Be Comforted, My Little Muse


BE comforted,
My wistful little muse;
Lift up thy head ;
To pipe thy slender strain no more refuse.
Poor creature, could’st thou choose,
Great themes thou would’st indite;
Scorn thy kind bed,
And pacing the dim valley all this night,
A POEM write;
A poem lovely in its sound
As Lycidas, or L’Allegro;
And in its thought a trump to blow, —
A sword to wound, —
A banner under which to fight!


But turn and see,
My foolish little muse,
What young Theocritus is he
Who walks by yonder “ fountain Arethuse ” ?
A schoolboy loitering home at even
With face as bright as the far western heaven;
Walking apart,
And thinking of the Greeks at Marathon,
Or Richard of the Lion Heart; —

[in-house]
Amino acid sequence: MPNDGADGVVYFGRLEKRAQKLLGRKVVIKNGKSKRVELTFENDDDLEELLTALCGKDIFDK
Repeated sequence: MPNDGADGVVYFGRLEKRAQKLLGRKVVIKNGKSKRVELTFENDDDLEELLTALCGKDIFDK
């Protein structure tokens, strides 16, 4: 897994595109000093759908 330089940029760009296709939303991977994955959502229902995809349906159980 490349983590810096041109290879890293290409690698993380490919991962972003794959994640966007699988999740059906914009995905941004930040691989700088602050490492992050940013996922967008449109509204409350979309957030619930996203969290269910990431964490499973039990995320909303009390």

The English barons and King John,
Or farmer troops at Lexington.
Oft, in the meadows round his home,
He sees the colonnades of Rome, —
Sees Holyrood, and London Tower;
Or, waking at the midnight hour
On some chill evening of spring,
He sees the fairy lanterns swing,
And hears a chime of magic bells,
And feels the waft of many a tiny wing Through the lone farmhouse where he dwells.
Then, on a Sunday morning calm,
Hearing in church some mighty Psalm,
He lifts his joyous head on high,
And in his heart for some great cause would die.
Dost thou not see,
Poor little muse of mine,
Walk by his side, and leaves of laurel twine?